Another suggestion, and unfortunately the most disconcerting, is that refusing services for afro hair, maintains a certain image of what the patrons of a salon should look like. A homogeneous image of what that salon’s clientele and standard of beauty is considered. This is often echoed by the marketing imagery you will see around the salon and the models used to sell the products in the window.
With such uncomfortable experiences of visiting high street salons, many black and mixed customers eschew the mainstream hairdressing industry entirely and rely on the independent afro hair salons that claim more experience. However as with all salons, finding a stylist who is experienced in caring for the many variations of afro hair can still feel like a lottery.
With the hairdressing industry remaining unregulated, there is no independent body to check for quality of care or standards to protect customers.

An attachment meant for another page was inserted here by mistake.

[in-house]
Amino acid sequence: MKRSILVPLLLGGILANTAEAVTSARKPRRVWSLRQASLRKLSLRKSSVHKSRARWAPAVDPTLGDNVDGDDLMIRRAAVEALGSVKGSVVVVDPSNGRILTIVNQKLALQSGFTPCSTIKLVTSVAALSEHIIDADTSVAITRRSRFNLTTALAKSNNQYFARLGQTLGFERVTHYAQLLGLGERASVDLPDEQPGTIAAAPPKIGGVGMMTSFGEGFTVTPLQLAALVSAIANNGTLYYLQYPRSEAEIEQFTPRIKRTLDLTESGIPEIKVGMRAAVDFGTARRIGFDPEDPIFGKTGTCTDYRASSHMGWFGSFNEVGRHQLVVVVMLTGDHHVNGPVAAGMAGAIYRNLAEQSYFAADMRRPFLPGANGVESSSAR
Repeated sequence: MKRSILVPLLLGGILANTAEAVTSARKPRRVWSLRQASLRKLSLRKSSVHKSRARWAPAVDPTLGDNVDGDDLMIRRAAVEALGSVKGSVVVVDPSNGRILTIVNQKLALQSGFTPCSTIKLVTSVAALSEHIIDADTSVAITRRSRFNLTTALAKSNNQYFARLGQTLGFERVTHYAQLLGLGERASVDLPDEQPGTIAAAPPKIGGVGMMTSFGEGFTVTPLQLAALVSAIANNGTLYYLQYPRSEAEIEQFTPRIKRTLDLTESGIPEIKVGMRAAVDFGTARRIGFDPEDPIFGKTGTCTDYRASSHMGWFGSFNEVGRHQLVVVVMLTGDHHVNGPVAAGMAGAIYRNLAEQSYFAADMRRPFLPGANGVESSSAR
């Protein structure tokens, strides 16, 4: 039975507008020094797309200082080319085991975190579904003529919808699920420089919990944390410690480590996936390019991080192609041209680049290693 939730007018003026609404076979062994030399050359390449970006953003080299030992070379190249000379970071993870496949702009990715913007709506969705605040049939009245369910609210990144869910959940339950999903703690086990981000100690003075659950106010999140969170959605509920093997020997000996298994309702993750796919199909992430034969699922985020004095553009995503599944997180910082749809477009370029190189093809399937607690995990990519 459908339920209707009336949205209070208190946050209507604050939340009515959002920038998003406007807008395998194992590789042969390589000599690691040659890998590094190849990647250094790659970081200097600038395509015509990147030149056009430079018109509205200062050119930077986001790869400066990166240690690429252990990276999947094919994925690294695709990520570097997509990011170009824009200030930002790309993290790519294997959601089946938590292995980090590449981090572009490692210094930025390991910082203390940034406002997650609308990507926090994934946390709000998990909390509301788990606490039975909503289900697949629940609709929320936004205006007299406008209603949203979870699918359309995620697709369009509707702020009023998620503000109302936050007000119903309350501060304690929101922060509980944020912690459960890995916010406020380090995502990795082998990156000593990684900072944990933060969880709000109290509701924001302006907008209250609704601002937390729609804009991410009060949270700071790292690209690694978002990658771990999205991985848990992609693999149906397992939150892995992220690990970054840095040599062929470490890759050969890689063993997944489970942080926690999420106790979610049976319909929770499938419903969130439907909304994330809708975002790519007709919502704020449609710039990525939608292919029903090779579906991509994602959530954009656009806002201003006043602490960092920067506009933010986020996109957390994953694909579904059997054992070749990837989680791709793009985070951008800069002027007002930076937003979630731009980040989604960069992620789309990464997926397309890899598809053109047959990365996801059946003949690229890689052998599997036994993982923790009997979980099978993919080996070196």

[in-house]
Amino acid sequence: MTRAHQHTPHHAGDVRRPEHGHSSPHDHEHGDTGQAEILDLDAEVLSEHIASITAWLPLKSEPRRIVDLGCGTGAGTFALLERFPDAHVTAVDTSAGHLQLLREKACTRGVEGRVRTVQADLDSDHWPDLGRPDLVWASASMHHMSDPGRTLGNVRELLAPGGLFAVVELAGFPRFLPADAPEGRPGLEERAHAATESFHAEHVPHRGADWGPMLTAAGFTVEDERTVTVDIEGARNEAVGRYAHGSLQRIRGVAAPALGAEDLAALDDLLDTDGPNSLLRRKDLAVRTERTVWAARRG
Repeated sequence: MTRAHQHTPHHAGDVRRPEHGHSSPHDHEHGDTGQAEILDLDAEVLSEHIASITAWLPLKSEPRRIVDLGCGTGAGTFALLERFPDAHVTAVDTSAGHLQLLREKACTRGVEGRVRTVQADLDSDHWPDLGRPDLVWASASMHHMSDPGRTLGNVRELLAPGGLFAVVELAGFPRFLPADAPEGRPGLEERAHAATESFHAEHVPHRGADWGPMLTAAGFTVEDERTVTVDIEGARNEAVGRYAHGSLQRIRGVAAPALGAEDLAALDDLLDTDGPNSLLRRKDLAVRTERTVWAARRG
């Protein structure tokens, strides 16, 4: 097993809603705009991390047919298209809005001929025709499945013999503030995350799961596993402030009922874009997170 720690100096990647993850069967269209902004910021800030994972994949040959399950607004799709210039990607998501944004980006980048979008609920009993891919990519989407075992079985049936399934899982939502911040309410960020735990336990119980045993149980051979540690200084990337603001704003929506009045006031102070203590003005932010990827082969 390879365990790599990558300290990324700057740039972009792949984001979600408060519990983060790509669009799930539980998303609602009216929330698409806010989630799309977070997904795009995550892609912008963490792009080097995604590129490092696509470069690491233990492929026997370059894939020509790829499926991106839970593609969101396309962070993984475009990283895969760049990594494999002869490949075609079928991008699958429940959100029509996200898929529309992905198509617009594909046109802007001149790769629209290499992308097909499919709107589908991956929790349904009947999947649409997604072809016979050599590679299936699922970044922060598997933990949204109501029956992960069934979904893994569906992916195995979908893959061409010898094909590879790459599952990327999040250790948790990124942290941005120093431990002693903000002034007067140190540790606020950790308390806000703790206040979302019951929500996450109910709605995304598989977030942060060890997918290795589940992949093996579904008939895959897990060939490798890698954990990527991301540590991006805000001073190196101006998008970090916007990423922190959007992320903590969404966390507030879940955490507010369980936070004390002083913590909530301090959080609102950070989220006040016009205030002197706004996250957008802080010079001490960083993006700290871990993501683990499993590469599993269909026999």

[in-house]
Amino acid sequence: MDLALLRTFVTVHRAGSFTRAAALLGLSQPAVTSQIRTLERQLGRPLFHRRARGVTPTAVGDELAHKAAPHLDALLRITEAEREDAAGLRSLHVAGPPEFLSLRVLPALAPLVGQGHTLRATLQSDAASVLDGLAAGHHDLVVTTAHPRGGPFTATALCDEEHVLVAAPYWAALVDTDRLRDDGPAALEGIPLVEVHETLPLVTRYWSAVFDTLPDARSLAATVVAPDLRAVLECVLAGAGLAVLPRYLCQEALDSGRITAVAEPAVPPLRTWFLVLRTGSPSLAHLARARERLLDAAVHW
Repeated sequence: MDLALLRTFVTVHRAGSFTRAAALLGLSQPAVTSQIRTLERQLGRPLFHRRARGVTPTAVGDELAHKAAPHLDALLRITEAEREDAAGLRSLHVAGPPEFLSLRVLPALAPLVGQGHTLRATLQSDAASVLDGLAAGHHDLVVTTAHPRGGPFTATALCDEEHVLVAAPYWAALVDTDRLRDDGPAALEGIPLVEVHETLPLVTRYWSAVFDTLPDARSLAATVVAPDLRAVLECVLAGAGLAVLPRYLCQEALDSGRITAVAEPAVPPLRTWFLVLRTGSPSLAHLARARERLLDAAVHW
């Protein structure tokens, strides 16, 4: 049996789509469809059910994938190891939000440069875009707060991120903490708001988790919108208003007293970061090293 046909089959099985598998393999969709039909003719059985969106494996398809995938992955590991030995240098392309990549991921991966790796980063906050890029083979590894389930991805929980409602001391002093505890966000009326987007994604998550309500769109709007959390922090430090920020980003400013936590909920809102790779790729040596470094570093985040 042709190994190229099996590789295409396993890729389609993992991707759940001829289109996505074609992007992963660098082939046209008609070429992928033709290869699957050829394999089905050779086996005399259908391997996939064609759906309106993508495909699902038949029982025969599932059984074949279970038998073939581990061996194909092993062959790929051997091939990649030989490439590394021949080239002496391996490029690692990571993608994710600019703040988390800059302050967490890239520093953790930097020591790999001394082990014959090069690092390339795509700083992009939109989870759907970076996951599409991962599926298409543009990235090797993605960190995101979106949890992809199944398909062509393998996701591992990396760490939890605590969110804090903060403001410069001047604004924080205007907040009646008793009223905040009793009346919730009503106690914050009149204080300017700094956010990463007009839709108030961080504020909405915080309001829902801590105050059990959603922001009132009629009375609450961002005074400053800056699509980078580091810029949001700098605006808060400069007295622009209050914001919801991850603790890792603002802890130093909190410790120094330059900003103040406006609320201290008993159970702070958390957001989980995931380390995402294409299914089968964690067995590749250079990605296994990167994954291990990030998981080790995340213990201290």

Those burned (sometimes quite literally) by their hairdressing experience may instead resort to DIY concoctions and treatments which can be just as damaging, when experimenting with oils, heat and chemical processing.
What needs to change?
1. We need education! Every hairdressing student should be expected to understand how to handle and style ALL hair types with care and knowledge, including afro hair. Stylists who are already qualified should be encouraged to re-educate themselves in afro hair care modules so that we aren't relying only on the knowledge of new graduates but also of those already in the industry, who are dictating the culture.